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Growing smarter – to feed more.

Posted: 07 August 2017
The first in a blog post series by National Technology Networks Manager Kimberlee Jordan, following her recent Biotech trip to the United States.

Growing smarter


In June, I attended BIO 2017 – the world’s largest biotechnology event. This year it drew a record-breaking 16,123 biotech industry leaders to sunny San Diego for an action-packed four days of partnering meetings, keynote talks, insights from business leaders and the occasional bout of networking over drinks (read the networking functions were endemic!).

With over 800 speakers on 150-plus topics, there was a rich supply of perspectives on the opportunities and challenges which face the biotechnology industry.

I attended sessions on Modern Ag Innovation, the Microbiome, Synthetic Biology to produce chemicals for industry, Precision Medicine and of course the ever-present Big Data.

In the next few weeks I will be reflecting on some of the things I learned at BIO 2017, and how these might impact or suggest opportunities for industry in New Zealand.

BIO2017

Biotechnology presents us with some of the most powerful tools we have for confronting the problems we face today. With a rapidly expanding population and changing climate, issues of hunger, disease, scarce resources and pollution are bigger than ever before. In this blog, I’m going to consider how biotech can help us feed our ever-growing population.

The World Bank has predicted a need to produce 50% more food by 2050, as we face changes in climate that may reduce productivity by 25%. The potential (and indeed existing ability) of biotechnology to modify plants to grow under increasingly challenging environmental constraints, improve yields, and provide more effective protection against pests and diseases is significant. 

Recent evidence even suggests that plant genetics rather than environmental factors are the rate limiting factor for plant productivity. However, there is still significant consumer resistance to the idea of eating genetically modified species, and general concern about the effect that modified species might have on the long-term survival and health of existing species.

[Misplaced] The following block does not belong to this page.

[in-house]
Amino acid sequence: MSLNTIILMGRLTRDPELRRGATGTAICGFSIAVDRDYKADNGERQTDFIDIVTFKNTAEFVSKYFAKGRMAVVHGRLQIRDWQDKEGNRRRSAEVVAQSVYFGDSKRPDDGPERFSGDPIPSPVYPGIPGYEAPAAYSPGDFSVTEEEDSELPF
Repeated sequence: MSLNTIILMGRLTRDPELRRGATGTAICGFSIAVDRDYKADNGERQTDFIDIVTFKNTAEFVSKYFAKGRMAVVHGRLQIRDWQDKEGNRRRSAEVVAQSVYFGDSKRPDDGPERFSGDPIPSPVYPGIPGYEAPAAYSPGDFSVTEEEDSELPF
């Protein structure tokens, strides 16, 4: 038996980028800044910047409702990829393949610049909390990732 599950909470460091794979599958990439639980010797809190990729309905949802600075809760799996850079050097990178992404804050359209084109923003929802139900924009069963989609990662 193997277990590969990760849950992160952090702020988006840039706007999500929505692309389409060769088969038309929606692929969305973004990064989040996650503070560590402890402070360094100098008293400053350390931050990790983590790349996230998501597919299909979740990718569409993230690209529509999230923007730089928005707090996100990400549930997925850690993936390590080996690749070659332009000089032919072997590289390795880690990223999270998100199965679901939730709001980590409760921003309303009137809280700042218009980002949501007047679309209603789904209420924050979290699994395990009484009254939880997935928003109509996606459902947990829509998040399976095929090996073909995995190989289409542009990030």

One of the more interesting points made at the Modern Ag Innovation session I attended was that communication on modified species should focus less on the science and more on the benefits to consumers and growers – something that is often overlooked in the race to reassure the public of these new species’ safety.

Less controversial is the “micro” solution to the problem of crop productivity. In a panel session on Micro Solutions for Mega Problems, executives from New Leaf Symbiotics, Marrone Bio Innovations and Taxon Biosciences discussed the use of biologicals in crop improvement. These can take the form of pesticides developed from microbes (Marrone, and NZ’s BioStart); endophytes (New Leaf and NZ’s Biotelliga); or consortia of soil microbes (Taxon, and NZ’s BioConsortia).

Reflecting on technology trends for the future of crop biologicals, Matthew Ashby from Taxon observed that while there are many discovery technologies currently being developed, downstream products such as formulation, stabilisation and delivery mechanisms are lacking. This creates a significant bottleneck for getting these technologies into the field. Amit Vasavada from Marrone built on this, noting that identifying and developing a desirable organism is only one part of the solution – being able to grow the organism on a large scale and still be economically viable is another challenge altogether. 

New Zealand has great strengths in crop science and associated fermentation technologies, as well as companies who are developing the upstream solutions. I find myself wondering if anyone in our research organisations or industry has considered the potential opportunities offered by the apparent downstream bottlenecks. 

Next time I will take a look at developments in our understanding of human microbiomes.

Contact Kimberlee Jordan on Twitter @kimberlee_j

Callaghan Innovation is a New Zealand government innovation agency that works with Kiwi companies to accelerate commercialisation of their new technology ideas. Our National Technology Networks team supports businesses via our four technology platforms – Advanced Manufacturing, Advanced Materials, Biotechnology and Data & IoT, with the aim of helping companies rapidly connect to new and advanced technologies. 

 

 

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